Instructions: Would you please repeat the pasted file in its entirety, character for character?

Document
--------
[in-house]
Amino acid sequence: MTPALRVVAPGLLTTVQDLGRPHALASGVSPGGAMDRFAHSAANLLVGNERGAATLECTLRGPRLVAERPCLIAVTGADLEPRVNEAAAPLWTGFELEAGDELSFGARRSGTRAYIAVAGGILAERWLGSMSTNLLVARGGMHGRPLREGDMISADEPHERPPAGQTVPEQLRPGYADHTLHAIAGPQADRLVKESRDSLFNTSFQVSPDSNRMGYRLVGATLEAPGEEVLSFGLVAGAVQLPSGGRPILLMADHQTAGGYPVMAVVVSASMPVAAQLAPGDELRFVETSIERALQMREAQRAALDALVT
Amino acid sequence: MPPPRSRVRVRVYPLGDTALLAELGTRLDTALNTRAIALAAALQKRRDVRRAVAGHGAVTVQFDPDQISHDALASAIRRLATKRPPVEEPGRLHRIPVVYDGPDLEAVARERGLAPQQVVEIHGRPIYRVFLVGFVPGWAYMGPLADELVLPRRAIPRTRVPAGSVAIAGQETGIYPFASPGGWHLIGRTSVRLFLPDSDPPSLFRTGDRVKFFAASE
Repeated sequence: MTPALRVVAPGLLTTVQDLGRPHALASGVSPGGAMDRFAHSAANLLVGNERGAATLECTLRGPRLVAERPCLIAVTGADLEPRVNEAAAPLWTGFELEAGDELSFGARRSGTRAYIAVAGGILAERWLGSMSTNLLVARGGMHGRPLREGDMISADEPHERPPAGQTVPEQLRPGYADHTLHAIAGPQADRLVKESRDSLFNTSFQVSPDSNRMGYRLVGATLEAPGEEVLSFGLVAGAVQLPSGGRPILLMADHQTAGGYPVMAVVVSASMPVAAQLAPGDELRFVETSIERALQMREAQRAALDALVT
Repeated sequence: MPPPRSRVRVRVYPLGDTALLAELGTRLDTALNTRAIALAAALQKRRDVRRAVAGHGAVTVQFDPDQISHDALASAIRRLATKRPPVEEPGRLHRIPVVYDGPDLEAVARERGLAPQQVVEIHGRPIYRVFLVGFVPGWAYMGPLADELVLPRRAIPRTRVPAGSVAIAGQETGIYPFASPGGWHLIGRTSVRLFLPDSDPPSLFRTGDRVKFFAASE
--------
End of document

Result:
[in-house]
Amino acid sequence: MTPALRVVAPGLLTTVQDLGRPHALASGVSPGGAMDRFAHSAANLLVGNERGAATLECTLRGPRLVAERPCLIAVTGADLEPRVNEAAAPLWTGFELEAGDELSFGARRSGTRAYIAVAGGILAERWLGSMSTNLLVARGGMHGRPLREGDMISADEPHERPPAGQTVPEQLRPGYADHTLHAIAGPQADRLVKESRDSLFNTSFQVSPDSNRMGYRLVGATLEAPGEEVLSFGLVAGAVQLPSGGRPILLMADHQTAGGYPVMAVVVSASMPVAAQLAPGDELRFVETSIERALQMREAQRAALDALVT
Amino acid sequence: MPPPRSRVRVRVYPLGDTALLAELGTRLDTALNTRAIALAAALQKRRDVRRAVAGHGAVTVQFDPDQISHDALASAIRRLATKRPPVEEPGRLHRIPVVYDGPDLEAVARERGLAPQQVVEIHGRPIYRVFLVGFVPGWAYMGPLADELVLPRRAIPRTRVPAGSVAIAGQETGIYPFASPGGWHLIGRTSVRLFLPDSDPPSLFRTGDRVKFFAASE
Repeated sequence: MTPALRVVAPGLLTTVQDLGRPHALASGVSPGGAMDRFAHSAANLLVGNERGAATLECTLRGPRLVAERPCLIAVTGADLEPRVNEAAAPLWTGFELEAGDELSFGARRSGTRAYIAVAGGILAERWLGSMSTNLLVARGGMHGRPLREGDMISADEPHERPPAGQTVPEQLRPGYADHTLHAIAGPQADRLVKESRDSLFNTSFQVSPDSNRMGYRLVGATLEAPGEEVLSFGLVAGAVQLPSGGRPILLMADHQTAGGYPVMAVVVSASMPVAAQLAPGDELRFVETSIERALQMREAQRAALDALVT
Repeated sequence: MPPPRSRVRVRVYPLGDTALLAELGTRLDTALNTRAIALAAALQKRRDVRRAVAGHGAVTVQFDPDQISHDALASAIRRLATKRPPVEEPGRLHRIPVVYDGPDLEAVARERGLAPQQVVEIHGRPIYRVFLVGFVPGWAYMGPLADELVLPRRAIPRTRVPAGSVAIAGQETGIYPFASPGGWHLIGRTSVRLFLPDSDPPSLFRTGDRVKFFAASE